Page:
Many on Capitol Hill Miss President's Speech Many members of Congress didn't catch President Bush's speech Wednesday. But that didn't stop some of them from responding anyway.
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Many on Capitol Hill Miss President's Speech

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Many on Capitol Hill Miss President's Speech

Many on Capitol Hill Miss President's Speech

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Just up Pennsylvania Avenue at the US Capitol, NPR's David Welna had a hard time finding senators who'd actually listened to the president's speech today.

DAVID WELNA reporting:

You'd think President Bush's fellow Republicans in the Senate would make a point of being up to speed on his latest Iraq speech. But although Arizona Senator Jon Kyl went before cameras to defend the president's Iraq policies, he admitted off-camera he hadn't heard the president.

Did you hear the president's speech this morning?

Senator JON KYL (Republican, Arizona): I did not. Did not.

WELNA: Ditto for Alaska's Lisa Murkowski.

Did you hear President Bush this morning speaking about Iraq?

Senator LISA MURKOWSKI (Republican, Alaska): I didn't, no. No, no.

WELNA: Well, what do...

Sen. MURKOWSKI: I was hoping to, but I missed it.

WELNA: And Nebraska's Chuck Hagel...

Senator CHUCK HAGEL (Republican, Nebraska): I did not.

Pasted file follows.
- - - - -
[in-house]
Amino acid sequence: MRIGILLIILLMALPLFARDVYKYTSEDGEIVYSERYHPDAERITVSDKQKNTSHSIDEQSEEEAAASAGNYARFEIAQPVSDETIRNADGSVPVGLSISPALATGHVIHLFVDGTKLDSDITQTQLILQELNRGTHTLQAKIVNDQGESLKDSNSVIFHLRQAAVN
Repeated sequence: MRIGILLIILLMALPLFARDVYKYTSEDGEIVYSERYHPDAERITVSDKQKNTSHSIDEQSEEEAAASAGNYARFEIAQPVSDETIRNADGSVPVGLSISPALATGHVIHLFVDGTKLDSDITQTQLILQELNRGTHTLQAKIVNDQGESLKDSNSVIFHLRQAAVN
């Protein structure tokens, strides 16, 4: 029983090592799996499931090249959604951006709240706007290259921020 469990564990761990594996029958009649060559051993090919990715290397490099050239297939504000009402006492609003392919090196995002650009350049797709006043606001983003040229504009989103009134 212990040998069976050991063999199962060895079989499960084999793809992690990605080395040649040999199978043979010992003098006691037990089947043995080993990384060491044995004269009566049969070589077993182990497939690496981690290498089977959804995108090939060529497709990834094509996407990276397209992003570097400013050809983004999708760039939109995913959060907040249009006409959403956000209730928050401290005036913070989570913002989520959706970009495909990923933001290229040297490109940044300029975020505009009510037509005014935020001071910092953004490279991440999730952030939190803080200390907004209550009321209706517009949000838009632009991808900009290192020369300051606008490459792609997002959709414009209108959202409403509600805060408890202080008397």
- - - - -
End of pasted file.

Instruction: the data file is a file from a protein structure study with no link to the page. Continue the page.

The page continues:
WELNA: ...and Georgia's Johnny Isakson...

Senator JOHNNY ISAKSON (Republican, Georgia): No, I did not.

WELNA: ...and the same for Maine's Olympia Snowe.

Senator OLYMPIA SNOWE (Republican, Maine): No, I wasn't able to. I haven't heard it. So...

WELNA: Rhode Island's Lincoln Chafee said he did hear a bit.

Senator LINCOLN CHAFEE (Republican, Rhode Island): The small snippet that I caught, to be honest--it was just in passing. I'll be honest.

WELNA: The Republican chair of the Senate Foreign Relations Committee, Richard Lugar, had the most to say.

Senator RICHARD LUGAR (Republican, Indiana; Chair, Foreign Relations Committee): I heard parts of the speech in the amidst of other assignments, but essentially much of it was similar to other parts that he covered before. There may have been nuances that I missed, but it was a pretty straightforward speech.

WELNA: More Senate Democrats were up on the president's speech, though Massachusetts' Edward Kennedy panned it.

Senator EDWARD KENNEDY (Democrat, Massachusetts): They never waited till the inspection was going over there. This is a war of choice. And when the president said this was a war of necessity, that's just not leveling with the American people. Secondly, the president says that the members of Congress had the exact same intelligence as the president has, but we're going to find that out.

WELNA: Alabama Republican Jeff Sessions didn't hear the speech, but he did react to Kennedy.

Senator JEFF SESSIONS (Republican, Alabama): We did see the same information. And it was briefed to us in detail by George Tenet, who was the head of CIA under Bill Clinton and remained under our President Bush. And George Tenet said it was a slam dunk that there was weapons of mass destruction there.

WELNA: For Wisconsin Democrat Russ Feingold, the president equated the war on terror with the war in Iraq.

Senator RUSS FEINGOLD (Democrat, Wisconsin): The president's argument is somehow `We got to beat them here, we got to put all our marbles on Iraq.' And I think that is exactly what Osama bin Laden wants. So that's the core of the problem. But I'm glad this debate is coming out in the open. For months, they wouldn't acknowledge the core of my argument, which is that we are feeding the insurgency there. Everybody knows that, but the president is in denial.

WELNA: And apparently he's in a TV ratings slump on Capitol Hill. David Welna, NPR News, the Capitol.

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